| September 2010
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|A parklet being tested on 22nd Street near Bartlett should give Noe Valleyans a hint of what new parklets along 24th Street might look like. Photo by Sally Smith|
By Heather World
Faced with fierce opposition from some Noe Valley residents, city officials have scrapped plans for a plaza spanning Noe Street at 24th Street. Instead, they’re opting for “parklets” along 24th Street, which will remove parking spots but not interrupt traffic.
“The goal is to rally people around the project, not to divide them,” said Andres Power, head of San Francisco’s Pavement to Parks (P2P) program, which seeks to turn roadway into pedestrian space at low cost and on a trial basis.
The plaza idea attracted about equal numbers of supporters and detractors, said Power, whose office began shopping the proposal at Noe Valley town halls last April. However, support for the closing of Noe Street never grew. “The city family decided collectively it wasn’t time to move forward,” he said.
Parklets, on the other hand, won approval by about 80 percent of the neighbors who completed an informal survey handed out at a June community meeting, Power said.
These mini seating areas sit on a platform built at the same grade of the sidewalk and extend past the curb six feet. They run the length of two parking spots, about 40 feet total. Design guidelines require they have fixed seating and a perimeter—plants are popular—to shield the area from the street, Power said.
As with other P2P projects, the parklets will be designed by a professional designer working pro bono, using cast-off city materials that can be easily dismantled. Neither a designer nor locations had been chosen at press time, though Power said the parklets, likely two of them, would be on the stretch of 24th Street between Noe and Vicksburg streets. The permits for parklets are similar to those for caf tables and chairs and do not require a public vetting, he said.
Project Needs a Partner
P2P is scouting locations with merchants because parklets require a partner in the community—neighboring businesses or a local benefit district—to maintain the space. Though parklets are designed to allow storm water to flow along the curb, someone needs to sweep and clean beneath the platform.
Last March, the city built its first parklet on Divisadero Street between Hayes and Grove streets in front of Mojo Caf. A second, longer parklet sits on 22nd Street at Bartlett. Both projects are in the “trial” phase. As per permitting rules, the Department of Public Works will post notice of a public hearing after six months to find out if the trial has succeeded. If so, the parklets would earn longer permits.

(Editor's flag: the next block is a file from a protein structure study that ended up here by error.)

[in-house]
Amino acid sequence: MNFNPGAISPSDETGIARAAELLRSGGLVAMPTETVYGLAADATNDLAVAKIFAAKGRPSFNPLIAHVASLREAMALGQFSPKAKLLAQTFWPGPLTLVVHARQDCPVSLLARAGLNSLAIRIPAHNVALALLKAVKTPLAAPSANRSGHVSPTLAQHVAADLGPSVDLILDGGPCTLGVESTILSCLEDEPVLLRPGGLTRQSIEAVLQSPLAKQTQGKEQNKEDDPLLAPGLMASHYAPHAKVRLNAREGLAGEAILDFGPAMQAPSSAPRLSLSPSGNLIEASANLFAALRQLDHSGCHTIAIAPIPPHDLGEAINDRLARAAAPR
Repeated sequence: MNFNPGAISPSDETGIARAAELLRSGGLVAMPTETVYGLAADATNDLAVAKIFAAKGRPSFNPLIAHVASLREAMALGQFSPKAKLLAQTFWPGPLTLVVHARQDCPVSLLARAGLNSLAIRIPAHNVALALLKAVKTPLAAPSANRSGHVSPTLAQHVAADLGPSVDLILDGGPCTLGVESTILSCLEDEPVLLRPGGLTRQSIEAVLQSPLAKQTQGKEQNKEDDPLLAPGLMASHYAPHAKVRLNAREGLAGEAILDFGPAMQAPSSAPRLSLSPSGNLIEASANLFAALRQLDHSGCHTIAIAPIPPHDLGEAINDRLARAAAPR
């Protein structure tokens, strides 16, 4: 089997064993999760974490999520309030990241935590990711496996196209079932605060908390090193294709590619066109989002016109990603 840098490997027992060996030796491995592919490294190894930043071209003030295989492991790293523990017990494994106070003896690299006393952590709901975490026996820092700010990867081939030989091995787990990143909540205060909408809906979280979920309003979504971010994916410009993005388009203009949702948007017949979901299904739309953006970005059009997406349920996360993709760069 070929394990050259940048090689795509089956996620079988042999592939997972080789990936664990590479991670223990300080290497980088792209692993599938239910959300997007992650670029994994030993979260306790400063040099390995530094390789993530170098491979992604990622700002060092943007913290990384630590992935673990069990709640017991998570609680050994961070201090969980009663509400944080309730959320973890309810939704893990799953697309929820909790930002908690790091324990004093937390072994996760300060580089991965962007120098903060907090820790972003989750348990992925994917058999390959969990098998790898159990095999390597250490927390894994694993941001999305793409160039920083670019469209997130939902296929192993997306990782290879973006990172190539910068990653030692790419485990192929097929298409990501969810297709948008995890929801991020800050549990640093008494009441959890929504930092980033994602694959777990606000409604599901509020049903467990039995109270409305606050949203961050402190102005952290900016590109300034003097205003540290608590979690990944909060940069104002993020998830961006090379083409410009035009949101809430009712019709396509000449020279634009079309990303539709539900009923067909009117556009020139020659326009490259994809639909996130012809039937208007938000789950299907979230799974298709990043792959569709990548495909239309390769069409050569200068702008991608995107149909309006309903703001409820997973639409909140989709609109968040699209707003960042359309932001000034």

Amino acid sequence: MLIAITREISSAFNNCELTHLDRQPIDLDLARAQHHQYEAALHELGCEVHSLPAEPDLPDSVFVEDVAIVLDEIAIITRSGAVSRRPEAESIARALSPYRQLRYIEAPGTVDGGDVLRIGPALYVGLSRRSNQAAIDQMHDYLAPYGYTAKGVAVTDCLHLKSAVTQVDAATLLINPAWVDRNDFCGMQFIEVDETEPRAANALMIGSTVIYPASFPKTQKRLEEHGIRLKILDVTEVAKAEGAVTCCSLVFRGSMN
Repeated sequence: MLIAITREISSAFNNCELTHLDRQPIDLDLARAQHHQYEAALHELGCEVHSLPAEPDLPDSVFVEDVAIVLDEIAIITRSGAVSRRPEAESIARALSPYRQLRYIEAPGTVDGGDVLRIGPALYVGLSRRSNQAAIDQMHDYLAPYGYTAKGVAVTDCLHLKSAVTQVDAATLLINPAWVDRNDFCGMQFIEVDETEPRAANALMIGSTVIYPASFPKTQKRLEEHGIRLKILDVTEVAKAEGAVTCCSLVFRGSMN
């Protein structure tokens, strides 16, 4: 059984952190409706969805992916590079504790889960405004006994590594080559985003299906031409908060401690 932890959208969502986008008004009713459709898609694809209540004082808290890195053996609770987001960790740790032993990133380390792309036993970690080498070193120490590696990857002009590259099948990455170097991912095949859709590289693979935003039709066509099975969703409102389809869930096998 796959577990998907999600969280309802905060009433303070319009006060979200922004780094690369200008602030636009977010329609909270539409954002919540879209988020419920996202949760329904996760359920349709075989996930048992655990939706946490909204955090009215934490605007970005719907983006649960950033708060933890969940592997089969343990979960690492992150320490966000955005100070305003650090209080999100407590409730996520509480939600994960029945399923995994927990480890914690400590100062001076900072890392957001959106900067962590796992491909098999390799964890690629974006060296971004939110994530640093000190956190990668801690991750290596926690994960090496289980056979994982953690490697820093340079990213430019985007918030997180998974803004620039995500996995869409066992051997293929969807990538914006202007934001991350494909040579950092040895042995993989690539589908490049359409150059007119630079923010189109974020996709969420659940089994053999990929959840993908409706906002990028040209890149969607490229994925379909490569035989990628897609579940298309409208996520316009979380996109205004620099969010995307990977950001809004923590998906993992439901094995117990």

Earlier this year, 24th Street’s community benefit district, the Noe Valley Association, secured a $32,000 grant to build a P2P project in the neighborhood, specifically the Noe Street plaza. Now, that money will go to the parklets, said Debra Niemann, the NVA’s executive director.
Both the NVA and the Noe Valley Merchants and Professionals Association have approved the concept of parklets, said Bob Roddick, president of both organizations. But location will be sticking point.
Parking is precious to merchants, and the merchants association planned to address the topic at its August meeting, he said.
Bernadette Melvin, the owner of Bernie’s Coffee next to Whole Foods for three years, thinks the parklets are a great idea and isn’t worried about the loss of parking.
“It’s creating a community seating area without taking very much,” she said.
Longtime Noe Valley resident Mary McFadden is just grateful the city abandoned the plaza.
“It was a bad idea,” McFadden said.
Though she considers the parklets a waste of money and parking spots, she said she had no plans to fight them.
“I don’t get it—they’re not really adding anything,” said McFadden, singling out the parklet on 22nd Street, which she passes frequently.
David Eiland, co-owner of Just for Fun gift store at 24th and Noe streets, hopes any new parklets will adjoin a crosswalk and thus narrow the width of the roadway at the intersection.
“Then I think they make great sense: we get open space for people to enjoy and we make the street safer,” he said.
Every parking spot is precious, Eiland said, but at the same time business has been a little slow in the past few years.
“Right now we’ve got some parking places to spare.”
Eiland, a member of the NVA, said he liked the idea of the plaza but accepted that other neighbors didn’t.
“I thought it was worth a try, but I’m not crying over it,” he said.
ÔLucky to Get Anything’
Some merchants first learned of the proposed plaza last February, when the San Francisco Chronicle quoted the mayor as he opened one P2P project and listed future sites. City planners said they had no chance to schedule and publicize meetings, as they had not known the mayor was going to announce the Noe Valley project.
Neighbors, too, felt caught off guard, and many opponents accused the city and the Noe Valley Association of trying to put in the plaza without public input. The shadow of suspicion cast a pall on the debate.
Michael Norelli, who lives on Jersey Street, was deeply disappointed, both with the jettisoned plan for a trial plaza and with what he saw as a lack of civility on the part of some plaza opponents.
“It left such a bad taste in my mouth,” he said. Still, he looks forward to seeing the parklets.
“It sounds like we’re lucky to get anything,” he said.
Any change creates complications, said John Murphy, a 23rd Street resident who also fought for the trial run of the plaza. He said he was disappointed the plaza was off the table, but excited about the parklets and the possibility of a town square on the site of the parking lot on 24th Street near Vicksburg.
“The more at-bats you take, the more likely you are to get a home run,” he said.